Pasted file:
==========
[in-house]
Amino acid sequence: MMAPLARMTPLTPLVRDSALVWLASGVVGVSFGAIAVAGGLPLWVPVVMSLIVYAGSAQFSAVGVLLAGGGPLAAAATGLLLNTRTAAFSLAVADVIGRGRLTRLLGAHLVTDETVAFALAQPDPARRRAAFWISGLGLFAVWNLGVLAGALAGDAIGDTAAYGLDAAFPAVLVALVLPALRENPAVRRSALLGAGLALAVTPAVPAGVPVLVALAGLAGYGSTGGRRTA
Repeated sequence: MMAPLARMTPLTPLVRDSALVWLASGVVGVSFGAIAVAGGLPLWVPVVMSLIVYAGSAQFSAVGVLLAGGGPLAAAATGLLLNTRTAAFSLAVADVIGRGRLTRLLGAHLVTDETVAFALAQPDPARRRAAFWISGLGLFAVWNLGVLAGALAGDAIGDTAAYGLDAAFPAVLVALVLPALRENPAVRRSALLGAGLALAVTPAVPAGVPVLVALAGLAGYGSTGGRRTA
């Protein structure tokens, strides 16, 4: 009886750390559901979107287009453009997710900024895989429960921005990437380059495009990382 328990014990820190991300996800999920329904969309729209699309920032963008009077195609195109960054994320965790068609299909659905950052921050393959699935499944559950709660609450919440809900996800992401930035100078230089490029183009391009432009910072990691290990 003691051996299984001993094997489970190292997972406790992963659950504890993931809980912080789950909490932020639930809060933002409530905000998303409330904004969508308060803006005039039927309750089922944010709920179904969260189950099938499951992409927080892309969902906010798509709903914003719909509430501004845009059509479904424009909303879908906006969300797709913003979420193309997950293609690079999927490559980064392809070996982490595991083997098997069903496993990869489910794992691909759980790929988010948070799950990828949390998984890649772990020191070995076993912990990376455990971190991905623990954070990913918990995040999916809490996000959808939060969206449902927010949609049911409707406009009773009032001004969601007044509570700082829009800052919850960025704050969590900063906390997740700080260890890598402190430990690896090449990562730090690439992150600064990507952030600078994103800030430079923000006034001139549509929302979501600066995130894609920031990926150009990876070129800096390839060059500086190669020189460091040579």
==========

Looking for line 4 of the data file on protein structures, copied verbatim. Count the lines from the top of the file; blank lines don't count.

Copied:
């Protein structure tokens, strides 16, 4: 009886750390559901979107287009453009997710900024895989429960921005990437380059495009990382 328990014990820190991300996800999920329904969309729209699309920032963008009077195609195109960054994320965790068609299909659905950052921050393959699935499944559950709660609450919440809900996800992401930035100078230089490029183009391009432009910072990691290990 003691051996299984001993094997489970190292997972406790992963659950504890993931809980912080789950909490932020639930809060933002409530905000998303409330904004969508308060803006005039039927309750089922944010709920179904969260189950099938499951992409927080892309969902906010798509709903914003719909509430501004845009059509479904424009909303879908906006969300797709913003979420193309997950293609690079999927490559980064392809070996982490595991083997098997069903496993990869489910794992691909759980790929988010948070799950990828949390998984890649772990020191070995076993912990990376455990971190991905623990954070990913918990995040999916809490996000959808939060969206449902927010949609049911409707406009009773009032001004969601007044509570700082829009800052919850960025704050969590900063906390997740700080260890890598402190430990690896090449990562730090690439992150600064990507952030600078994103800030430079923000006034001139549509929302979501600066995130894609920031990926150009990876070129800096390839060059500086190669020189460091040579």